Seatbelts – A Brief History

May 4th, 2012
Seatbelt safety

Ever wonder where seat belts came from? Who was the person that is responsible for getting me this ticket? Well, that would be you. However, if you want to blame it’s inventor, then the earliest person attributed to have invented the seat belt was George Cayley.

While Cayley invented the seat belt in the early 19th century, the first patent for a ‘safety belt’ was awarded to Edward J. Claghorn. The first time they were installed in a passenger vehicle was in the late 1950’s.

Legislation was passed in 1968 that required all new vehicles to come equipped with seat belts. During that time, the National Safety Council launched a campaign titled, “Buckle Up For Safety”.

Even though vehicles were required by law to be manufactured with seat belts, there was no legislation stating that they be worn until 1984. New York was the first to pass a seat belt law. In the years following, more and more states began to follow New York’s lead.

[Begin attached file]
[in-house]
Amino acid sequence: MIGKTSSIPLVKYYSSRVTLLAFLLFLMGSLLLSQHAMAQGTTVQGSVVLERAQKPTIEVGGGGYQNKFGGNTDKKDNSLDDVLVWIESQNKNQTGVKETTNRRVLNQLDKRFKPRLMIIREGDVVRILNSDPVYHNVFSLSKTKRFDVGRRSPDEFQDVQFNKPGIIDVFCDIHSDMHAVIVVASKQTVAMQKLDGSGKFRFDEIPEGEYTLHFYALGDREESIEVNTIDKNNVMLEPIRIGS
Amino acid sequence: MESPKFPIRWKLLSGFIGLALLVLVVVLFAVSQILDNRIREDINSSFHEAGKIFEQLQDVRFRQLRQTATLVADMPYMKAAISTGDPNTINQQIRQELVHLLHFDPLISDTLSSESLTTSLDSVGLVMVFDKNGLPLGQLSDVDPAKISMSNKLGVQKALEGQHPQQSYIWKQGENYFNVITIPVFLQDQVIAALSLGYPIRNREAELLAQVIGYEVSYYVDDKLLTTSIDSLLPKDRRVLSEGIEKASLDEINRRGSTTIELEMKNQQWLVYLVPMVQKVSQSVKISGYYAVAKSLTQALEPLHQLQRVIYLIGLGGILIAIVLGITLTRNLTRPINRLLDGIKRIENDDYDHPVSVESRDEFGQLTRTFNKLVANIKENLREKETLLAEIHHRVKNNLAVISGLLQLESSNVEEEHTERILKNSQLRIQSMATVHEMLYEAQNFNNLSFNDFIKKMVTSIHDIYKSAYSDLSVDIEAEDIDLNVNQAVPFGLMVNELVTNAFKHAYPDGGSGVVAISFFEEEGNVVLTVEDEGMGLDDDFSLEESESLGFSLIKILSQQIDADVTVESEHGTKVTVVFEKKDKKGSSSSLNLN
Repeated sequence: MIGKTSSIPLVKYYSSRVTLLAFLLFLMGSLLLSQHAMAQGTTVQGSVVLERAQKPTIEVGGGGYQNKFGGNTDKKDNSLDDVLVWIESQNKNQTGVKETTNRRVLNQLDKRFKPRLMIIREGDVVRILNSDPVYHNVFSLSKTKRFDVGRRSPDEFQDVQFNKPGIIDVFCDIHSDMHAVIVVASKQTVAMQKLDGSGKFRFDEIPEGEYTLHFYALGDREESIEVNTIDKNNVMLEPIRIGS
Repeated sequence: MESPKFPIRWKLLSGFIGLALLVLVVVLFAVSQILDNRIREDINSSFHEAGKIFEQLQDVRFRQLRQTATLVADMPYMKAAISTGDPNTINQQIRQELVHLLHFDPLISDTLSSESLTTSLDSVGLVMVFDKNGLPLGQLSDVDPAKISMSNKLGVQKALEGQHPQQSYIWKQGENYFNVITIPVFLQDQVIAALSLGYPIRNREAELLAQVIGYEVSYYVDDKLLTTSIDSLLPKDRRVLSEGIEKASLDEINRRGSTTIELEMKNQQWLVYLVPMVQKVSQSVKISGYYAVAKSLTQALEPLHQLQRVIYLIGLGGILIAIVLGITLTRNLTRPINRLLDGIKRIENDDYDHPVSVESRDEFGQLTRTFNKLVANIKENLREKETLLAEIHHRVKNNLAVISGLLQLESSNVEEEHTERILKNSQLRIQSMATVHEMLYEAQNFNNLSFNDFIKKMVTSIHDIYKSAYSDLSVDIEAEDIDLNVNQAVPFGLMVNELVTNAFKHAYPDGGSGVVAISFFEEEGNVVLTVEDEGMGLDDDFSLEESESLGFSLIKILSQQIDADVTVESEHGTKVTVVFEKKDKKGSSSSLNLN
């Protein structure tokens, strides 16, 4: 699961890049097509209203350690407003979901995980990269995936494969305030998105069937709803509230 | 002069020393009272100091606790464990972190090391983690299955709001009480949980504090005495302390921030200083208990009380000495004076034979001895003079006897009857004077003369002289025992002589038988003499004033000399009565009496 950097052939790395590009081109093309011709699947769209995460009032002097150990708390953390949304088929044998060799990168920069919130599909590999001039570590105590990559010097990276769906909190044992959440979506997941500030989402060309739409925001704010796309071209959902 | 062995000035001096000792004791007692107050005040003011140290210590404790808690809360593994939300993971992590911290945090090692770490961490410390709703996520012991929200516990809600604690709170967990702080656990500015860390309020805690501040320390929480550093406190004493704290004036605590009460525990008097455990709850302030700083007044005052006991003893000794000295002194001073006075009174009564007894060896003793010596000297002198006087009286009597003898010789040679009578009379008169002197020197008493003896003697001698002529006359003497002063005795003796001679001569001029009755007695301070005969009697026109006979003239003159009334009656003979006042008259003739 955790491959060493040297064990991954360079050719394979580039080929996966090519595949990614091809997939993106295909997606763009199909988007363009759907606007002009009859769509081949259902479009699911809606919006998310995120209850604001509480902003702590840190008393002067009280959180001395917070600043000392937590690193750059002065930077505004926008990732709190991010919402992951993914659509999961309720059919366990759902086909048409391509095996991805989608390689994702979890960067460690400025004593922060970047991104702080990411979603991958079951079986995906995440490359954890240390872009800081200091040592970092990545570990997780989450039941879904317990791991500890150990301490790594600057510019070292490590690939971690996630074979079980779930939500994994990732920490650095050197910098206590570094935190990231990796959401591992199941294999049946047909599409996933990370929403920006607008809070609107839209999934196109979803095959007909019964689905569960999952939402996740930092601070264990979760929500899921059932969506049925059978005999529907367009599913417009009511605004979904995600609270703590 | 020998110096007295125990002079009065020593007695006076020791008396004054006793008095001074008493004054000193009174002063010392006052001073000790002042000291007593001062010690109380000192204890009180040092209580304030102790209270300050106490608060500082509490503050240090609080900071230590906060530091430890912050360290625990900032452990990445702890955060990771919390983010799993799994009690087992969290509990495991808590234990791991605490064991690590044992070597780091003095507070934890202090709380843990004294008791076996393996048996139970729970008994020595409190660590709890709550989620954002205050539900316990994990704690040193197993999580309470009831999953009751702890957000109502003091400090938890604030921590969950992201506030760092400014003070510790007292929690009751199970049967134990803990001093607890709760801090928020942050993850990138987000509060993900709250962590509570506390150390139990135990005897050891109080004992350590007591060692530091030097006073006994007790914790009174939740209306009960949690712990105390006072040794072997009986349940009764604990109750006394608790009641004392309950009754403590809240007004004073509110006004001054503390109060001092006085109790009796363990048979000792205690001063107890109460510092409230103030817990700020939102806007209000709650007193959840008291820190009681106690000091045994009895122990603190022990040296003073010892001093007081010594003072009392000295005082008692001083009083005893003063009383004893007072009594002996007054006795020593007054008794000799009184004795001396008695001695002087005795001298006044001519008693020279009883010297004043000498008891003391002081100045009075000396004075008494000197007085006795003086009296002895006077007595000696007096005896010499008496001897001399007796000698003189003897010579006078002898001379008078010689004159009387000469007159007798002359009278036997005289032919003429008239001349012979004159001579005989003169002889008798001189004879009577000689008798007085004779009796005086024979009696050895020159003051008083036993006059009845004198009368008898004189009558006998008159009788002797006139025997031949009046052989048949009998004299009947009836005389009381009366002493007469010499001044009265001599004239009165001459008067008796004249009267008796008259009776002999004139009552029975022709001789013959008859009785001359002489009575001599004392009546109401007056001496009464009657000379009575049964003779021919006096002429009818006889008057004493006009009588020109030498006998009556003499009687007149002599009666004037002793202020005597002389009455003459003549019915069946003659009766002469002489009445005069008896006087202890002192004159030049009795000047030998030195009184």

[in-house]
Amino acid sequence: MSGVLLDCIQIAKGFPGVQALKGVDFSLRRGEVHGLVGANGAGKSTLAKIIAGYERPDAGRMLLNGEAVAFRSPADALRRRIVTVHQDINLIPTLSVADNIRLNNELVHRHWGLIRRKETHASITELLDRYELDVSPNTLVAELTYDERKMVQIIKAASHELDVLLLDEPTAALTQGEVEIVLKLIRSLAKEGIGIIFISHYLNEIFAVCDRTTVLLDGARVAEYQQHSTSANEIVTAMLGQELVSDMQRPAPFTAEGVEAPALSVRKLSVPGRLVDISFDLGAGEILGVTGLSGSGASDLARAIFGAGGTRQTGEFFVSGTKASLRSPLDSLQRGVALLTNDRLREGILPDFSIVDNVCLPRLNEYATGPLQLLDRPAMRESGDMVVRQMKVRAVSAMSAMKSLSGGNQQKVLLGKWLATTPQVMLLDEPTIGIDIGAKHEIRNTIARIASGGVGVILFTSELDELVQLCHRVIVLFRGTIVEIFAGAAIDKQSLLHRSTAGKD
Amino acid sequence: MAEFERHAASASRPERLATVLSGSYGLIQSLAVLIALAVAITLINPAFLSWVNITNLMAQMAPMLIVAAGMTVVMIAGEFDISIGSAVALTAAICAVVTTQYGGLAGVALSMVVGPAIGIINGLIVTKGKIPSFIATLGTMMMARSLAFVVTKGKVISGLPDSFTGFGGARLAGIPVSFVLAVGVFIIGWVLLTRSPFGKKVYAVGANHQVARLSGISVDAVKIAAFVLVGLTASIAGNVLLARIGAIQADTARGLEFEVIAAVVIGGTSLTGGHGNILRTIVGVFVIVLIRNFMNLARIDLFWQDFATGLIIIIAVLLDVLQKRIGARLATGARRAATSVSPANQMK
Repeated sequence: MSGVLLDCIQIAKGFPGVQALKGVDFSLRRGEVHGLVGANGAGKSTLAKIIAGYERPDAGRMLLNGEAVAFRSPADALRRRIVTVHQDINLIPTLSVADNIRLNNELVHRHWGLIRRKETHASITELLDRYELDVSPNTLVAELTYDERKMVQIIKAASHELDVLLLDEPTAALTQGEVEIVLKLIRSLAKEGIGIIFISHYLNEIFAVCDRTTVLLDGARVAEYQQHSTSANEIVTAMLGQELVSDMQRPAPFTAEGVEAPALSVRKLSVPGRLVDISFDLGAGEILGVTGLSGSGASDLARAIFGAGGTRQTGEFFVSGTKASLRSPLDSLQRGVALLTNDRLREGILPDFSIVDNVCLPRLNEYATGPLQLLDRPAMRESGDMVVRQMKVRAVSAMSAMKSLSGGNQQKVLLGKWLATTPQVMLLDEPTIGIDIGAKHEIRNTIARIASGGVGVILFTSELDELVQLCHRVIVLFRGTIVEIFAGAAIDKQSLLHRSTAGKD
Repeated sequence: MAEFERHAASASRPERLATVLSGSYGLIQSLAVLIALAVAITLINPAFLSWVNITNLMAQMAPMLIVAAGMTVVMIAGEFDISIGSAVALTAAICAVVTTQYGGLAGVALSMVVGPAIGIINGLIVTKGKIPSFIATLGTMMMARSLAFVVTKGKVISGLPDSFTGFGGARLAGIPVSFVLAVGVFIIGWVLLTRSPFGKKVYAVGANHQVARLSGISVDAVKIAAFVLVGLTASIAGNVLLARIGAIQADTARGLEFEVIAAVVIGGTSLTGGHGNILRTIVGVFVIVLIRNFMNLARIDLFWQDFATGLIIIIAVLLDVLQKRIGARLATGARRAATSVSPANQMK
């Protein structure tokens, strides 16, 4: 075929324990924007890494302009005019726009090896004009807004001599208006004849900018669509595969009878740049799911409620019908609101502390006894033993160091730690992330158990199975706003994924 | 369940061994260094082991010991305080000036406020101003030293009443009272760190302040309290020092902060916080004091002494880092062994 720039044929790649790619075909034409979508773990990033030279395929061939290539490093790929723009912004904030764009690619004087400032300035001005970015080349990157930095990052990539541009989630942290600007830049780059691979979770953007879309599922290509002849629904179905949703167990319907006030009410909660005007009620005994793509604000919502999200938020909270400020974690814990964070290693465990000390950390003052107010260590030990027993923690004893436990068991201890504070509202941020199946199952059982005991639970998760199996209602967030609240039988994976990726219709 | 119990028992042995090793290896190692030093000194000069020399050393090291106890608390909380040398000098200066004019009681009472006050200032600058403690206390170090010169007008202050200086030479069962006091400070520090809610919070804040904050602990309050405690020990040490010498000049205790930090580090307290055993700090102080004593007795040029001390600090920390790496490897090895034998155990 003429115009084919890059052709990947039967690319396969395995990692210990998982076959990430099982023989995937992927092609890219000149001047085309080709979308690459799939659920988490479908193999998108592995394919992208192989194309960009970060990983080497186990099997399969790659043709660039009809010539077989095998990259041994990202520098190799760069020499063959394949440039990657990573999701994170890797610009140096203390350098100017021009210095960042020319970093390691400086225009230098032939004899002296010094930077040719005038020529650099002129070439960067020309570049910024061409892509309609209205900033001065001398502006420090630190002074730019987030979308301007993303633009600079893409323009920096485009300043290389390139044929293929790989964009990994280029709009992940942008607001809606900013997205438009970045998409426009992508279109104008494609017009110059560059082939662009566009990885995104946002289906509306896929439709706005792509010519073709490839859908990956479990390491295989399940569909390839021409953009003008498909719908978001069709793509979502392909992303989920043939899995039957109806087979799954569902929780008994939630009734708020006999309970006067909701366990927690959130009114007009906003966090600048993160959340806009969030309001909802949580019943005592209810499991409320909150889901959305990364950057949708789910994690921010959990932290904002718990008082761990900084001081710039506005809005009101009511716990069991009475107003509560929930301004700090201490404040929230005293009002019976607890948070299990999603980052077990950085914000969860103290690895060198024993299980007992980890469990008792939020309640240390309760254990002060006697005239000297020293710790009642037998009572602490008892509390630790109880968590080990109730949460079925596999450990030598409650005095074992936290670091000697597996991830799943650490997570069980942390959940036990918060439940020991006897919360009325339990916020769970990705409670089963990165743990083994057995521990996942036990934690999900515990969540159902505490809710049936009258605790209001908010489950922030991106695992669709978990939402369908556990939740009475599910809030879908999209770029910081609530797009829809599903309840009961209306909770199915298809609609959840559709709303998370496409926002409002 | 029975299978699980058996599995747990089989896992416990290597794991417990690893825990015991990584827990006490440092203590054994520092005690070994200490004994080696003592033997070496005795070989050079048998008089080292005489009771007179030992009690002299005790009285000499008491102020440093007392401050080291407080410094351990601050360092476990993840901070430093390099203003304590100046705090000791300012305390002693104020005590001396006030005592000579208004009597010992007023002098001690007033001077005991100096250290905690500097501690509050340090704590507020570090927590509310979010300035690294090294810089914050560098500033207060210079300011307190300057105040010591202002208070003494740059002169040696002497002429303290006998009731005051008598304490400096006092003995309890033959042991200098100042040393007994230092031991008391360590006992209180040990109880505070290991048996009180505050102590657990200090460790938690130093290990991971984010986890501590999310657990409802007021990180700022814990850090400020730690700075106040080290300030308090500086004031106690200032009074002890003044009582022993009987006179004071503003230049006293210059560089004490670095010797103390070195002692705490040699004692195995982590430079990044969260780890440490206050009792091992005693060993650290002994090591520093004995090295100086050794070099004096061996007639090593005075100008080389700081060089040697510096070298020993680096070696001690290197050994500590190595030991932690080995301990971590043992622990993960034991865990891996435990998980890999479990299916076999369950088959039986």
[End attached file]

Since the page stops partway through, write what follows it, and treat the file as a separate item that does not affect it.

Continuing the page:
There are two types of seatbelt enforcement, primary and secondary. A primary enforcement seatbelt law is one that gives an officer the ability to pull a driver over and ticket them for not wearing a seatbelt. Secondary, means that they can not pull you over for not wearing a seatbelt. However, if you are pulled over for a non-safety belt related violation, and are not wearing a seatbelt, under secondary seatbelt laws a driver may be cited for not wearing a seatbelt.

Today there are 32 states in America that have a primary seatbelt law, and 17 states with a secondary seatbelt law. Seatbelt laws vary from state to state. The majority of them have age restrictions and it also depends on if they are in the front or backseat. No matter what state you live in, regardless of the law, buckle up and stay safe.

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